Irish Examiner Sports Column Nov 28 2008

November 28, 2008

Get out of the fire and into the frying pan

IF YOU are a member of the GAA, chances are a letter flopped onto your hallway mat in the last few weeks, one which began with A Chara and ended with Is Mise Le Meas. Chances are — unless you were extraordinarily unlucky — it wasn’t a communication from the Civil Service asking about your expenses docket from a nail bar in Florida.

The letter was an invitation to your club’s annual general meeting. Such meetings can move easily from the mortal plane to the zone of legend — a favoured memory of this column is the man who accused junior selectors at one AGM of being unable “to pick a snot white” — and are often
approached from a well-fortified
vantage point, if we can be delicate. The niceties of GAA procedure are known to very few people, and the
articulation of club policy can be a
difficult process. Its enforcement is a whole other set of problems.

Thunderous denunciations are not unknown at these gatherings, and
neither is the tendency to ‘go again’, with many officers being returned
unopposed to positions they have held for many years. At some AGMs progress is confused with revolving
officerships, much as the members of a volleyball team move around after
conceding a score with no real difference in personnel.

It’s easy to complain about seeing the same old faces at the top table in your GAA club, but much as we complain about seeing the same old faces in
Leinster House, if you don’t participate in the democratic process it lowers the moral high ground somewhat when you come to criticise.

The same principle applies to the GAA club. It’s often overlooked that in many cases those same old faces would be more than happy to hand on the reins to others. Every GAA club in Ireland is staffed with men who swore blind going out the door to the agm that This Was It, only to slink back home and confess to their family that yes, they were prevailed upon, for one more year/just to tide everyone over/to give the club a dig-out — and stay on as secretary/treasurer/registrar.

Such news is usually greeted with ample proof that thunderous denunciations are not confined to the AGM proper.

This year such meetings should be better attended than ever. The GAA faces serious challenges from within and without like never before — or not since we all got middle-class thanks to the Celtic tiger, anyway.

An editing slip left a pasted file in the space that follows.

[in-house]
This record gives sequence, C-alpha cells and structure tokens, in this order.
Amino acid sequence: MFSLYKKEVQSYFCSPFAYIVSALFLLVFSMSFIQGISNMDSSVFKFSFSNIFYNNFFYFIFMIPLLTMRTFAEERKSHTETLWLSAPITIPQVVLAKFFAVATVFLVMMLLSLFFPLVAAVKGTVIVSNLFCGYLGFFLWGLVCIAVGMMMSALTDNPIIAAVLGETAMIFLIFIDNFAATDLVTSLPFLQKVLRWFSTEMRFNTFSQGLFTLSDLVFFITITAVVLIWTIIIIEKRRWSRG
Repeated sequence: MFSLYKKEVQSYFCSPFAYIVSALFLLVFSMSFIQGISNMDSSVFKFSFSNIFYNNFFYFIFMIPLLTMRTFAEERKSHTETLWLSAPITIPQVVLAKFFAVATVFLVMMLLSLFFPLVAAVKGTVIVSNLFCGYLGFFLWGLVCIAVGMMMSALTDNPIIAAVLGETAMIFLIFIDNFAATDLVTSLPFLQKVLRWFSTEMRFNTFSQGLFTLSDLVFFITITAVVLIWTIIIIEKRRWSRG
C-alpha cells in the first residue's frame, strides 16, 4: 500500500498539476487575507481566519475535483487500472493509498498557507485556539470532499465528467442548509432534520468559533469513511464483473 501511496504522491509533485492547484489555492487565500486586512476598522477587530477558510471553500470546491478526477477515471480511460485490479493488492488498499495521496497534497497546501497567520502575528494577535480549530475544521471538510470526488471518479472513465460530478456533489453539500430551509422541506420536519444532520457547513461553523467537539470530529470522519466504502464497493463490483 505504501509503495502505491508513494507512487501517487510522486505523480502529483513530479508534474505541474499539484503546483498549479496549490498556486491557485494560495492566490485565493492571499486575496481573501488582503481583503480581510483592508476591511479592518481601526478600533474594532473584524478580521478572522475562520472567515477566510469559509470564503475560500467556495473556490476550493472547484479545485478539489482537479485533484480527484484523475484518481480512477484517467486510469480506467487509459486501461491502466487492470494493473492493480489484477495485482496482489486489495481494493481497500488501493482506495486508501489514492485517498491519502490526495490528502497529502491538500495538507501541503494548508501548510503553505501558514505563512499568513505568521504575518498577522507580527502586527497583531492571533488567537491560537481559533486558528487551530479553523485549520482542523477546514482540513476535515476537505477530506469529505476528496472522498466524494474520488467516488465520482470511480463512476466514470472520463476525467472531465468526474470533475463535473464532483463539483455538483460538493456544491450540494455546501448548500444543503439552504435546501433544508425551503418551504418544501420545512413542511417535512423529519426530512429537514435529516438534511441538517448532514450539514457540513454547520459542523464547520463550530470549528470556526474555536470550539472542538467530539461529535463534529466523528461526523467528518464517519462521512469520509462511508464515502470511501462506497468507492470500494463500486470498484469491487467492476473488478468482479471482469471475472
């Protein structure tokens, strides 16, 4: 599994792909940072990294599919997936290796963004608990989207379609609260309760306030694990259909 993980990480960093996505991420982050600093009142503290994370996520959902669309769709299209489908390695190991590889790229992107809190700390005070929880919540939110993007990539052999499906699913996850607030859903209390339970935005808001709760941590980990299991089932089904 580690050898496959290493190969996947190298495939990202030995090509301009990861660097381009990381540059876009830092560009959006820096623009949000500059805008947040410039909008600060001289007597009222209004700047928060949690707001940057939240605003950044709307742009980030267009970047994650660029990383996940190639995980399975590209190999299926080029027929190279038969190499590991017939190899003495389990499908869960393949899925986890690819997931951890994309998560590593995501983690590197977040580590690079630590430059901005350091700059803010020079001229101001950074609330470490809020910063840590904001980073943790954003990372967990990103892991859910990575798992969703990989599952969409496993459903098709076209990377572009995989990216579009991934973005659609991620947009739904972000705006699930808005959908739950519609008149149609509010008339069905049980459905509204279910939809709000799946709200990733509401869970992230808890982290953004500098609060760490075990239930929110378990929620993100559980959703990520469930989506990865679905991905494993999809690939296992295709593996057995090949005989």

There are tensions within the
organisation, at all levels, and the
economic downturn is likely to ask some searching questions of the
Association as a whole.

While there’s an obvious attraction in staying near the fire with your DVD box set of The Wire Season Five (Will Bubbles be able to stay off the dope?), try to resist that urge. Go to your club AGM. Get involved in the debate: ask your officers and delegates questions, or better yet, stand for office. Take some responsibility.

The rewards are not immediately visible. The prospect of giving up a couple of nights a week to sit in a draughty room debating whether or not to suspend young Murphy for
giving cheek to his uncle at an under-15 game seems daunting. and it is.

But if you are a member of the GAA you reaped the benefits of other men’s work when you were younger, the men who gave up their nights to make sure there was a game on a Saturday. True, we’d all like to think that there were no competing attractions for our spare time back in the 80s, but even then those officers had lives to lead
beyond the committee room.

It’s the good fight. As Tom Cruise said in The Firm, it’s not sexy but it’s got teeth. They may be false teeth, but you get the picture.

After all, the GAA isn’t a stadium. It’s not a provincial final, or a bunch of men in suits at a press conference. It’s not a woolly concept or a secret known only to select initiates.

It’s you.

Go to the annual meeting and do your best. At the very least, don’t settle for the same old story.

You can see where that’s gotten us.


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